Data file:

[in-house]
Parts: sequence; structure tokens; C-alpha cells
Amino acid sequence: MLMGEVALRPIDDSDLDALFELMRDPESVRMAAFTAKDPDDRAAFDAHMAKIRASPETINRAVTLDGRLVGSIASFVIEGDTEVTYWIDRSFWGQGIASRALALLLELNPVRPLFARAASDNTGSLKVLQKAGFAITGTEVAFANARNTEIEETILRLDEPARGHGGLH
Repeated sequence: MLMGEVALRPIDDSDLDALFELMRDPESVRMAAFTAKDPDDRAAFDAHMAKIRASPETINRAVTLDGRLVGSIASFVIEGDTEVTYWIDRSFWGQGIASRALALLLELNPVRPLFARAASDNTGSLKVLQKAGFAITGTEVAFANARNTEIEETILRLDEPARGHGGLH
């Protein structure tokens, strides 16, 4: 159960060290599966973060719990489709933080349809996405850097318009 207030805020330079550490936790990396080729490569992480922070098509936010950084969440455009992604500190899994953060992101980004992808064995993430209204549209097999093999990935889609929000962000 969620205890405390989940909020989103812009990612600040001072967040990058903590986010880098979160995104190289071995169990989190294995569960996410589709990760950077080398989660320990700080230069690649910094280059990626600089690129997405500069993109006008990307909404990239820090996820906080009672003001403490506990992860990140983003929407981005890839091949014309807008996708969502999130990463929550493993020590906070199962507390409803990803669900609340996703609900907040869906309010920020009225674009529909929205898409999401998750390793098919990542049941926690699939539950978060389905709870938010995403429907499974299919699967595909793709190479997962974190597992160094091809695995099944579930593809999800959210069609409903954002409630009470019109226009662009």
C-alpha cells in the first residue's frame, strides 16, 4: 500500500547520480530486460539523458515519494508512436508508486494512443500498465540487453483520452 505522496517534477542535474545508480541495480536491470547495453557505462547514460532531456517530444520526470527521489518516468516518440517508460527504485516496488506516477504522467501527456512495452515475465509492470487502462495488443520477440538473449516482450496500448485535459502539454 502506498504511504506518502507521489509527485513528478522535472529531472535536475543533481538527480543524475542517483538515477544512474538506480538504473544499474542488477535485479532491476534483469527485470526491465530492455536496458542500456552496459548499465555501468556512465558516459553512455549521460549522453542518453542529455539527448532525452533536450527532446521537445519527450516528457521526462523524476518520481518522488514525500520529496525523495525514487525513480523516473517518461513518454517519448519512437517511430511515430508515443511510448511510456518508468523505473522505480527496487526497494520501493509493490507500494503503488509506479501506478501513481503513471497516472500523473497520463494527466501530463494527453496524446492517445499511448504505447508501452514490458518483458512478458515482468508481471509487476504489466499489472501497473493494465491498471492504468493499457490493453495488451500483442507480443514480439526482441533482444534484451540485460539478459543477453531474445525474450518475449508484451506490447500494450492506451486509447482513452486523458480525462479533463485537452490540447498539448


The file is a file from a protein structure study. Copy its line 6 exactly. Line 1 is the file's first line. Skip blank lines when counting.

C-alpha cells in the first residue's frame, strides 16, 4: 500500500547520480530486460539523458515519494508512436508508486494512443500498465540487453483520452 505522496517534477542535474545508480541495480536491470547495453557505462547514460532531456517530444520526470527521489518516468516518440517508460527504485516496488506516477504522467501527456512495452515475465509492470487502462495488443520477440538473449516482450496500448485535459502539454 502506498504511504506518502507521489509527485513528478522535472529531472535536475543533481538527480543524475542517483538515477544512474538506480538504473544499474542488477535485479532491476534483469527485470526491465530492455536496458542500456552496459548499465555501468556512465558516459553512455549521460549522453542518453542529455539527448532525452533536450527532446521537445519527450516528457521526462523524476518520481518522488514525500520529496525523495525514487525513480523516473517518461513518454517519448519512437517511430511515430508515443511510448511510456518508468523505473522505480527496487526497494520501493509493490507500494503503488509506479501506478501513481503513471497516472500523473497520463494527466501530463494527453496524446492517445499511448504505447508501452514490458518483458512478458515482468508481471509487476504489466499489472501497473493494465491498471492504468493499457490493453495488451500483442507480443514480439526482441533482444534484451540485460539478459543477453531474445525474450518475449508484451506490447500494450492506451486509447482513452486523458480525462479533463485537452490540447498539448